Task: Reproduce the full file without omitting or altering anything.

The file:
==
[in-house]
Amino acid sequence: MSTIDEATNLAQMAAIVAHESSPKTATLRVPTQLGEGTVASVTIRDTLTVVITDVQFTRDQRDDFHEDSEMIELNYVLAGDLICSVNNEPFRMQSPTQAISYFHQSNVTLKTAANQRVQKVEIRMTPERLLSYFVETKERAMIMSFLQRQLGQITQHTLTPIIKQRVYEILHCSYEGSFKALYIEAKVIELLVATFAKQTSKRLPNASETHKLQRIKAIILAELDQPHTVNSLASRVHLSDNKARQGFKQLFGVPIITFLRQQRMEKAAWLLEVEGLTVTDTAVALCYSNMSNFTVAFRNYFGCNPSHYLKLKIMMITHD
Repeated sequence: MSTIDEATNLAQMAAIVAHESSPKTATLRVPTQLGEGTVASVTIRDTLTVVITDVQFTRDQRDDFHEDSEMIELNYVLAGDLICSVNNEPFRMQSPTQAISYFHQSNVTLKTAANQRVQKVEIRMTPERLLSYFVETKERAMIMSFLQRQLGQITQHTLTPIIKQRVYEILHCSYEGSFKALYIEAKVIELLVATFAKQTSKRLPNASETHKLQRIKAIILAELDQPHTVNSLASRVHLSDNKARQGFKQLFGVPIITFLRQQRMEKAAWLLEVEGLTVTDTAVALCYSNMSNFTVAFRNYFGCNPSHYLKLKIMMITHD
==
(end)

[in-house]
Amino acid sequence: MSTIDEATNLAQMAAIVAHESSPKTATLRVPTQLGEGTVASVTIRDTLTVVITDVQFTRDQRDDFHEDSEMIELNYVLAGDLICSVNNEPFRMQSPTQAISYFHQSNVTLKTAANQRVQKVEIRMTPERLLSYFVETKERAMIMSFLQRQLGQITQHTLTPIIKQRVYEILHCSYEGSFKALYIEAKVIELLVATFAKQTSKRLPNASETHKLQRIKAIILAELDQPHTVNSLASRVHLSDNKARQGFKQLFGVPIITFLRQQRMEKAAWLLEVEGLTVTDTAVALCYSNMSNFTVAFRNYFGCNPSHYLKLKIMMITHD
Repeated sequence: MSTIDEATNLAQMAAIVAHESSPKTATLRVPTQLGEGTVASVTIRDTLTVVITDVQFTRDQRDDFHEDSEMIELNYVLAGDLICSVNNEPFRMQSPTQAISYFHQSNVTLKTAANQRVQKVEIRMTPERLLSYFVETKERAMIMSFLQRQLGQITQHTLTPIIKQRVYEILHCSYEGSFKALYIEAKVIELLVATFAKQTSKRLPNASETHKLQRIKAIILAELDQPHTVNSLASRVHLSDNKARQGFKQLFGVPIITFLRQQRMEKAAWLLEVEGLTVTDTAVALCYSNMSNFTVAFRNYFGCNPSHYLKLKIMMITHD